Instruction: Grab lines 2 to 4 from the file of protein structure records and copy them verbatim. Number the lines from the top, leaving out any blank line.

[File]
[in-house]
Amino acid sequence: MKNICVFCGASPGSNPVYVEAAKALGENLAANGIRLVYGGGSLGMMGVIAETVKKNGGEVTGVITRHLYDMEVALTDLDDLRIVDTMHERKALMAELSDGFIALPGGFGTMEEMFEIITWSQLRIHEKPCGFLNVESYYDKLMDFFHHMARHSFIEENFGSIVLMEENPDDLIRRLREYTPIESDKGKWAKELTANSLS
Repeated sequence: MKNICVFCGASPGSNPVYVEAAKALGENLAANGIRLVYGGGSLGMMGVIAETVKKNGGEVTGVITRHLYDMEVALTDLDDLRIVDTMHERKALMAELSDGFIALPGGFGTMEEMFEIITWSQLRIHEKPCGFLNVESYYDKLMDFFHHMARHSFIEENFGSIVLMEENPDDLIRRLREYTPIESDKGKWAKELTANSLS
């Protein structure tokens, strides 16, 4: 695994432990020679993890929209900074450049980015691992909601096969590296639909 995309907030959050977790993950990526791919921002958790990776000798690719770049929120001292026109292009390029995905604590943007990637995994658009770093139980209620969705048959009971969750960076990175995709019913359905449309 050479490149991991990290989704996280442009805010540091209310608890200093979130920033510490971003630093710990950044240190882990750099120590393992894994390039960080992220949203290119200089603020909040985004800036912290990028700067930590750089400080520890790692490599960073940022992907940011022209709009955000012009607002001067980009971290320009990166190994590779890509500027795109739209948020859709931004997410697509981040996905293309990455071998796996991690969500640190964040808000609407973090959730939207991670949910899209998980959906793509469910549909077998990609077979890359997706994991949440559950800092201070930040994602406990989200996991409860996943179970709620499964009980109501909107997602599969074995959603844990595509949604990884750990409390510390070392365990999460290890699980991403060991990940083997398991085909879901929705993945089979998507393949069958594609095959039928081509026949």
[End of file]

Amino acid sequence: MKNICVFCGASPGSNPVYVEAAKALGENLAANGIRLVYGGGSLGMMGVIAETVKKNGGEVTGVITRHLYDMEVALTDLDDLRIVDTMHERKALMAELSDGFIALPGGFGTMEEMFEIITWSQLRIHEKPCGFLNVESYYDKLMDFFHHMARHSFIEENFGSIVLMEENPDDLIRRLREYTPIESDKGKWAKELTANSLS
Repeated sequence: MKNICVFCGASPGSNPVYVEAAKALGENLAANGIRLVYGGGSLGMMGVIAETVKKNGGEVTGVITRHLYDMEVALTDLDDLRIVDTMHERKALMAELSDGFIALPGGFGTMEEMFEIITWSQLRIHEKPCGFLNVESYYDKLMDFFHHMARHSFIEENFGSIVLMEENPDDLIRRLREYTPIESDKGKWAKELTANSLS
């Protein structure tokens, strides 16, 4: 695994432990020679993890929209900074450049980015691992909601096969590296639909 995309907030959050977790993950990526791919921002958790990776000798690719770049929120001292026109292009390029995905604590943007990637995994658009770093139980209620969705048959009971969750960076990175995709019913359905449309 050479490149991991990290989704996280442009805010540091209310608890200093979130920033510490971003630093710990950044240190882990750099120590393992894994390039960080992220949203290119200089603020909040985004800036912290990028700067930590750089400080520890790692490599960073940022992907940011022209709009955000012009607002001067980009971290320009990166190994590779890509500027795109739209948020859709931004997410697509981040996905293309990455071998796996991690969500640190964040808000609407973090959730939207991670949910899209998980959906793509469910549909077998990609077979890359997706994991949440559950800092201070930040994602406990989200996991409860996943179970709620499964009980109501909107997602599969074995959603844990595509949604990884750990409390510390070392365990999460290890699980991403060991990940083997398991085909879901929705993945089979998507393949069958594609095959039928081509026949």